Unitec's brave 'Change Starts Here' campaign by Special Group and Naked helped change perceptions of the institution, and its latest 'We make the people who make it' push ramped up the brand's cool factor by showcasing some of the impressive constructions its students have been involved in around Auckland. But it certainly didn't stop at TV because that quest has continued through a range of smart campaign extensions and media partnerships organised by Beat PR, including one with George FM that's given a group of Unitec students the challenge of constructing the ultimate DJ booth.
The booth was designed by Unitec graduate Tim Laing of Meister Design Bespoke Furniture Solutions, with input from George FM listeners and social media followers and it has been built by current Unitec students from plumbing and gasfitting, welding, electrotechnology and furniture and cabinet making courses.
During the build phases Unitec staff, students and graduates were interviewed on George FM to talk about how it was progressing. Listeners on air were asked to contribute their suggestions for elements of the deck and the build was also tracked on its Facebook page and Twitter feed. And the compact, portable booth has ended up with all the trimmings: a confetti canon (which is also capable of firing a t-shirt over 70 metres), a smoke machine, an LCD strobe light and a covered trailer.
"This partnership was established to connect our students and staff with George FM listeners, demonstrate the skills that our students have, the range of projects they get involved with and promote a sense of ownership of the campaign within the trade industry," says Unitec's director of corporate relations Darren Horsman. "Being George FM, all activity needed to be delivered in a fun, engaging, relevant way to provide opportunities for interaction and conversation."
The booth will be launched at Unitec's annual Grad Fest on 29 November, with George FM's Nick D and Dean Campbell, along with Loui the ZU (the musician behind the song featured in the TVC and downloadable track), all performing on the booth.
The activity has led to an on-going partnership with George FM, with the booth replacing the current booth and set to be used at events and gigs. This activity is being further promoted through the George FM Summer Series Gigs, which will feature the booth as well as other Unitec activity.
Unitec also shacked up with TVNZ's U Live to further spread the campaign's message.
"With this partnership we set out to celebrate the iconic landmarks in Auckland, and the part Unitec graduates have played in building them," Horsman says. "We worked to integrate this partnership with U Live's on-air Facebook capabilities, stimulating conversation around New Zealand buildings and landmarks with polls pitting major landmarks against each other and getting viewer feedback on these."
Interviews comprised a major element of the partnership, with Unitec graduates telling stories of their wider contribution to built environments. These interviews were then pulled through to the campaign microsite, and were utilised through its own social media channels.
The partnership included a competition to design the next big landmark for Unitec, which was promoted on air and via social media.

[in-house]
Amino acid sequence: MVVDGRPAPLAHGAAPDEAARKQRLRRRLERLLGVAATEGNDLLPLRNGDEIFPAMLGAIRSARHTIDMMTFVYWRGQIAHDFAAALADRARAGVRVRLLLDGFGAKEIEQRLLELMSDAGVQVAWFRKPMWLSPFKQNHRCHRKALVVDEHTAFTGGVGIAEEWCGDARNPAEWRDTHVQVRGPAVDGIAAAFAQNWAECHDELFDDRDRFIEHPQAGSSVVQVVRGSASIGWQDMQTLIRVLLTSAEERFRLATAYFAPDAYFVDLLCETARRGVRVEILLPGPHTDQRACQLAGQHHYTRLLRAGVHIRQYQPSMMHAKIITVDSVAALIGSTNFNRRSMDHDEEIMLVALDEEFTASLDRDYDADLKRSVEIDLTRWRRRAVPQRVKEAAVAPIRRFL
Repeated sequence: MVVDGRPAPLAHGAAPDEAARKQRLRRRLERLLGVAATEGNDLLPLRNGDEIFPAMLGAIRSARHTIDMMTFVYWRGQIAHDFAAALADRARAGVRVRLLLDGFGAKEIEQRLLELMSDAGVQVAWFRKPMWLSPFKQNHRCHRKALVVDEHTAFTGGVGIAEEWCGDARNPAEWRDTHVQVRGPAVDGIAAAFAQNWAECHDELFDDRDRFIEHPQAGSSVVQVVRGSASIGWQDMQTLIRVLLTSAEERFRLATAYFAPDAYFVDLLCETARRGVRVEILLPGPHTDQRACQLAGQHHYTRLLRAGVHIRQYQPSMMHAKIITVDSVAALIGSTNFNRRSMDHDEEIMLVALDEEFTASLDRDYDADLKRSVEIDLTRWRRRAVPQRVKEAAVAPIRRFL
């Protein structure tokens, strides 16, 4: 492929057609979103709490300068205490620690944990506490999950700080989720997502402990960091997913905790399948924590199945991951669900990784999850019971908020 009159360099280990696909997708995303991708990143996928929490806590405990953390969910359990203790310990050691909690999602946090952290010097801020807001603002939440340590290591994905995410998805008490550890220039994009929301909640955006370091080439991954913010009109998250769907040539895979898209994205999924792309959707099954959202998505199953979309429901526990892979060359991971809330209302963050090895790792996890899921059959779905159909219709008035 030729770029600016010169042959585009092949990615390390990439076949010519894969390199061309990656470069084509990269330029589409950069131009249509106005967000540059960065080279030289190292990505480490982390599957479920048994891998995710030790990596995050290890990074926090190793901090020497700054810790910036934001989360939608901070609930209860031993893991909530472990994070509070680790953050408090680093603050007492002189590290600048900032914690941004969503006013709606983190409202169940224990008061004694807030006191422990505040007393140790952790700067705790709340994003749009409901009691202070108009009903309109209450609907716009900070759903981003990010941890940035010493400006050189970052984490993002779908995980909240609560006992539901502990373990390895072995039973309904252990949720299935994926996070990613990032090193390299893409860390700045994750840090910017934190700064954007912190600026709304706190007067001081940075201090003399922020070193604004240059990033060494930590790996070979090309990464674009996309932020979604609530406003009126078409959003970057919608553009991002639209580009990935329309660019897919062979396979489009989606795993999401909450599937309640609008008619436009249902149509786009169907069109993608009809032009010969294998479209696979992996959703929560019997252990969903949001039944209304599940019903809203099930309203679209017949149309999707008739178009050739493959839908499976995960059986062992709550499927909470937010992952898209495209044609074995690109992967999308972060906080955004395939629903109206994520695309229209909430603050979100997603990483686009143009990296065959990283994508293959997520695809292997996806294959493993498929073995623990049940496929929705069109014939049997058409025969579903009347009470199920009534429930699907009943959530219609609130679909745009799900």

"This got a great response and a high level of interaction both on-air and through U's unique social media capabilities," he says.
Given the campaign's focus on meatspace, it's not surprising there was also a big focus on outdoor media, but it was done in a novel, often interactive fashion, with a series of videos produced to play on the city Link buses as they went past buildings featured in the campaign (the first time this type of GPS initiated activity has been used in New Zealand) and a bus shelter takeover that incorporated the track featured on the TVC.
This part of the campaign was designed to extend the key messages of the campaign to additional buildings on high traffic bus routes. And the bus shelter, located at Britomart Precinct, featured an Auckland cityscape and location-specific Adshels with interactive buttons that allowed waiting passengers to play (or stop) the song.
To further connect the grads with their creations, street posters, Adshels, billboards and street chalk stencils were also focused around locations featured in the ad.
Heading online, the Made it Map, a key digital engagement tool developed to showcase a range of disciplines and how they have helped shape Auckland that was put together by Special Group and Beweb, allows people to place a virtual tag on buildings they have helped build.
"From constructing the Sky Tower, plumbing a major subdivision to renovating a villa, we created a platform where people could share their contribution to making our city," he says. "We also wanted a form of engagement that would continue to grow over time and provide ongoing engagement after the campaign had finished. The Made it Map has already attracted interest from people in the trades, Unitec graduates and students, and we plan for this to grow as it becomes an increasingly important element of our campaign activity. We also plan to increase the number of featured disciplines to allow architects and landscape architects to tag projects."
Rounding out the digital work, it also created online referral banners placed on Trade Me and other high traffic sites that allowed people to refer a friend or relative to a 'trades' course.